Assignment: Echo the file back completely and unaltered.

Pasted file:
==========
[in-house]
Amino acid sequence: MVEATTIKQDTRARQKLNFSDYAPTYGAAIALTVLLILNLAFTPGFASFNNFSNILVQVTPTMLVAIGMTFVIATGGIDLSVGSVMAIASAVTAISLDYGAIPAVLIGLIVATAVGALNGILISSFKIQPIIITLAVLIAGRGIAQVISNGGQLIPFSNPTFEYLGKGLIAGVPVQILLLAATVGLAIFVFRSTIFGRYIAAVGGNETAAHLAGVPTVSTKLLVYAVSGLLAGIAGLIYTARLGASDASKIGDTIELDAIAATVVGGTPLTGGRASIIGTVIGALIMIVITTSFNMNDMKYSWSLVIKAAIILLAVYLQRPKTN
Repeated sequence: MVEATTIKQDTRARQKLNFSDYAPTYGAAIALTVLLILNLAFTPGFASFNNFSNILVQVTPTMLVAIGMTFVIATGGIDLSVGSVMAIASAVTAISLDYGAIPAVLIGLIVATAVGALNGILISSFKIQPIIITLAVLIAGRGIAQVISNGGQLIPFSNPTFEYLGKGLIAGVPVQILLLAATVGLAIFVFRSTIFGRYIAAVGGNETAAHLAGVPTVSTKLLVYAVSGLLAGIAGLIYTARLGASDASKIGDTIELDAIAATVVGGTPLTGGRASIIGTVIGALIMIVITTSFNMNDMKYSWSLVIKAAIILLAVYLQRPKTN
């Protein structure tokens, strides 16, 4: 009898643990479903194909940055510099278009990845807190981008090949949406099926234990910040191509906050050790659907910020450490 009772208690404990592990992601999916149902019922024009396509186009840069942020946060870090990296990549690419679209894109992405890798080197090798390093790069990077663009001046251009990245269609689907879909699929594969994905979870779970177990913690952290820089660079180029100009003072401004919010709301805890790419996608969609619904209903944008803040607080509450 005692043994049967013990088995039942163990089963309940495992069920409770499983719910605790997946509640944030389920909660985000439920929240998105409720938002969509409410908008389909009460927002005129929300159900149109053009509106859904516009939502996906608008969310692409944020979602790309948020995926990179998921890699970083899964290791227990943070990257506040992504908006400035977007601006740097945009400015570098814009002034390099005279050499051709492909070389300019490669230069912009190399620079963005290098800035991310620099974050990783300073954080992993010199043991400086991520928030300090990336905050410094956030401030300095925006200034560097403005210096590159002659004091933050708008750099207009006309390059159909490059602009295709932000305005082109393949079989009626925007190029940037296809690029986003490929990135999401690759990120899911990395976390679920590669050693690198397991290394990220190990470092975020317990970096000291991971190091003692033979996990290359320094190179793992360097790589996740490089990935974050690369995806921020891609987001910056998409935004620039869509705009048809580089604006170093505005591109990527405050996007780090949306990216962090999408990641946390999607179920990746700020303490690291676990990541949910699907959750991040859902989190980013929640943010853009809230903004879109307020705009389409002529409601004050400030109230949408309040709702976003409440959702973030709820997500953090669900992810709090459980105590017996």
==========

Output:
[in-house]
Amino acid sequence: MVEATTIKQDTRARQKLNFSDYAPTYGAAIALTVLLILNLAFTPGFASFNNFSNILVQVTPTMLVAIGMTFVIATGGIDLSVGSVMAIASAVTAISLDYGAIPAVLIGLIVATAVGALNGILISSFKIQPIIITLAVLIAGRGIAQVISNGGQLIPFSNPTFEYLGKGLIAGVPVQILLLAATVGLAIFVFRSTIFGRYIAAVGGNETAAHLAGVPTVSTKLLVYAVSGLLAGIAGLIYTARLGASDASKIGDTIELDAIAATVVGGTPLTGGRASIIGTVIGALIMIVITTSFNMNDMKYSWSLVIKAAIILLAVYLQRPKTN
Repeated sequence: MVEATTIKQDTRARQKLNFSDYAPTYGAAIALTVLLILNLAFTPGFASFNNFSNILVQVTPTMLVAIGMTFVIATGGIDLSVGSVMAIASAVTAISLDYGAIPAVLIGLIVATAVGALNGILISSFKIQPIIITLAVLIAGRGIAQVISNGGQLIPFSNPTFEYLGKGLIAGVPVQILLLAATVGLAIFVFRSTIFGRYIAAVGGNETAAHLAGVPTVSTKLLVYAVSGLLAGIAGLIYTARLGASDASKIGDTIELDAIAATVVGGTPLTGGRASIIGTVIGALIMIVITTSFNMNDMKYSWSLVIKAAIILLAVYLQRPKTN
């Protein structure tokens, strides 16, 4: 009898643990479903194909940055510099278009990845807190981008090949949406099926234990910040191509906050050790659907910020450490 009772208690404990592990992601999916149902019922024009396509186009840069942020946060870090990296990549690419679209894109992405890798080197090798390093790069990077663009001046251009990245269609689907879909699929594969994905979870779970177990913690952290820089660079180029100009003072401004919010709301805890790419996608969609619904209903944008803040607080509450 005692043994049967013990088995039942163990089963309940495992069920409770499983719910605790997946509640944030389920909660985000439920929240998105409720938002969509409410908008389909009460927002005129929300159900149109053009509106859904516009939502996906608008969310692409944020979602790309948020995926990179998921890699970083899964290791227990943070990257506040992504908006400035977007601006740097945009400015570098814009002034390099005279050499051709492909070389300019490669230069912009190399620079963005290098800035991310620099974050990783300073954080992993010199043991400086991520928030300090990336905050410094956030401030300095925006200034560097403005210096590159002659004091933050708008750099207009006309390059159909490059602009295709932000305005082109393949079989009626925007190029940037296809690029986003490929990135999401690759990120899911990395976390679920590669050693690198397991290394990220190990470092975020317990970096000291991971190091003692033979996990290359320094190179793992360097790589996740490089990935974050690369995806921020891609987001910056998409935004620039869509705009048809580089604006170093505005591109990527405050996007780090949306990216962090999408990641946390999607179920990746700020303490690291676990990541949910699907959750991040859902989190980013929640943010853009809230903004879109307020705009389409002529409601004050400030109230949408309040709702976003409440959702973030709820997500953090669900992810709090459980105590017996």